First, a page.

Looking to earn more money? If you’re gearing up for a salary negotiation with your boss, don’t panic! Blogger Bridget Casey has advice for negotiating an increase in pay.

When people think about increasing their income, they think about taking on a second- or part-time job to earn another paycheck. While this is effective, it’s not nearly as efficient as getting paid more money for the work you’re already doing.

However, most Grownups find asking for more money uncomfortable. The truth is, negotiating your salary begins long before the actual conversation. Here are three strategies to help you get exactly what you ask for when it comes to negotiating the salary you want.

  1. Look Ahead: Plan for the Raise You Want in the Next Two to Five Years

The earlier you are in your career, the less bargaining power you have to negotiate for higher pay. But you do have an ample supply of time, and you should use it to make yourself a high-value, irreplaceable employee. When you think of your dream salary, consider the dream job it takes to earn it. What skills do you need to get there? What kind of education is required to get your foot in the door?

If credentials or experience are currently holding you back from the role and paycheck you want, make a roadmap of exactly how you plan to get there. Identify any certifications, diplomas, or degrees you need, and how long and how much they will cost for you to earn. Look for opportunities to get your current employer to pay for your education and skill development. When it comes to the conversation about salary negotiation, being able to list the credentials you have or are working toward will help make your case for higher pay.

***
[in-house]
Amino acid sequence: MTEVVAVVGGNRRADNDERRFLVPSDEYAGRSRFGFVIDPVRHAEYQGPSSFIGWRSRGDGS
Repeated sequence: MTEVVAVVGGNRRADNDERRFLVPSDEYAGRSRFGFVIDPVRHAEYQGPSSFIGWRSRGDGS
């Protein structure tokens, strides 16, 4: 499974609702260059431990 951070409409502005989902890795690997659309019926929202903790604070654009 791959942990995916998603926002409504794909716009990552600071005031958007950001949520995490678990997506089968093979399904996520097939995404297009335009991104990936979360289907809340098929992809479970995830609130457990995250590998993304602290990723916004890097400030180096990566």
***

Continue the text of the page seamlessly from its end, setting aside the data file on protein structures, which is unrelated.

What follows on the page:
1. Keep Tabs on Yourself

In every job I’ve ever had, I carried a small notebook with me where I recorded daily all the projects I was working on and their results over time. If something was a particular success, I highlighted or circled the result so I could easily find it later. If I received any praise from clients in an email, I printed it out and taped it into my notebook. The result was that by the time performance reviews came around, I had a solid record of exactly what I had accomplished over the past six to 12 months.

Your boss is watching you and is likely happy to reward good performance, but it never hurts to remind them just how good you’re doing, and the best way to do that is with facts and figures. Keep a daily bullet-point log of your activities, and then record any big wins you have with clients, events, or product sales. Numbers speak the loudest, so record dollar figures or percent increases whenever possible.

  1. Don’t Be Afraid to Job Hop

The best time to negotiate your salary is when you’re first hired. For this reason, consider switching to a similar or higher-up position at a new company. You can typically negotiate 10 to 20 percent more in pay at a new job, whereas you can only expect 3 to 5 percent in annual raises if you stay with your current employer. Studies show employees who stay in companies longer than two years earn 50 percent less.

When you go into salary negotiations for a new job, use the same strategies you would use to ask for more money from your current employer. Share your success stories with your prospective employer, as well as your plans and goals in the next few years. A new employer will be willing to invest more in you if you can show that you’re a high-performer who plans to continue developing their skills and talents in the future.

Asking for higher pay can be an intimidating and uncomfortable conversation, but if you can prove your worth, an employer will be happy to pay a bit extra for your abilities. If you set yourself up to be a star employee who brings a lot of value to the company, asking for more money will be the easiest part of your salary negotiation conversation.

Bridget-Casey-Headshot
Bridget Casey writes for MoneyAfterGraduation.com.

Any third-party resources or websites referenced above are not under Society of Grownups control. Society of Grownups cannot guarantee and are not responsible for the accuracy of the resources, websites, or any products or services available through such resources or websites.

While Society of Grownups hopes the information is useful, it’s only intended to provide general education. It’s not legal, tax, or investment advice, and may not apply or be useful to your specific financial situation. If you need recommendations geared to your personal financial situation, schedule time with a financial planner.

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